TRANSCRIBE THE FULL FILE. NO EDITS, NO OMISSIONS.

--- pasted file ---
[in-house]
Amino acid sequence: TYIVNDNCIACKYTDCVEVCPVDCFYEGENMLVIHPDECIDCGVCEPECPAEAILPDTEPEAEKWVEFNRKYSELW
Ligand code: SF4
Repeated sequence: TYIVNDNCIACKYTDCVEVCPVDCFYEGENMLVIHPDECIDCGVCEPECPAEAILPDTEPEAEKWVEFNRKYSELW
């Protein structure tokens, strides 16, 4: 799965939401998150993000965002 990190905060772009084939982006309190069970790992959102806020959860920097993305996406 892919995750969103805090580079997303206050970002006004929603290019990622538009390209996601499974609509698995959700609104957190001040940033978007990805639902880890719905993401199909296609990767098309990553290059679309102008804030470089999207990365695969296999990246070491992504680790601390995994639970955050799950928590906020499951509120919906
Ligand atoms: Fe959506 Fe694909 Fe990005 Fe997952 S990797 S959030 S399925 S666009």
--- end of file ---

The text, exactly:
[in-house]
Amino acid sequence: TYIVNDNCIACKYTDCVEVCPVDCFYEGENMLVIHPDECIDCGVCEPECPAEAILPDTEPEAEKWVEFNRKYSELW
Ligand code: SF4
Repeated sequence: TYIVNDNCIACKYTDCVEVCPVDCFYEGENMLVIHPDECIDCGVCEPECPAEAILPDTEPEAEKWVEFNRKYSELW
């Protein structure tokens, strides 16, 4: 799965939401998150993000965002 990190905060772009084939982006309190069970790992959102806020959860920097993305996406 892919995750969103805090580079997303206050970002006004929603290019990622538009390209996601499974609509698995959700609104957190001040940033978007990805639902880890719905993401199909296609990767098309990553290059679309102008804030470089999207990365695969296999990246070491992504680790601390995994639970955050799950928590906020499951509120919906
Ligand atoms: Fe959506 Fe694909 Fe990005 Fe997952 S990797 S959030 S399925 S666009």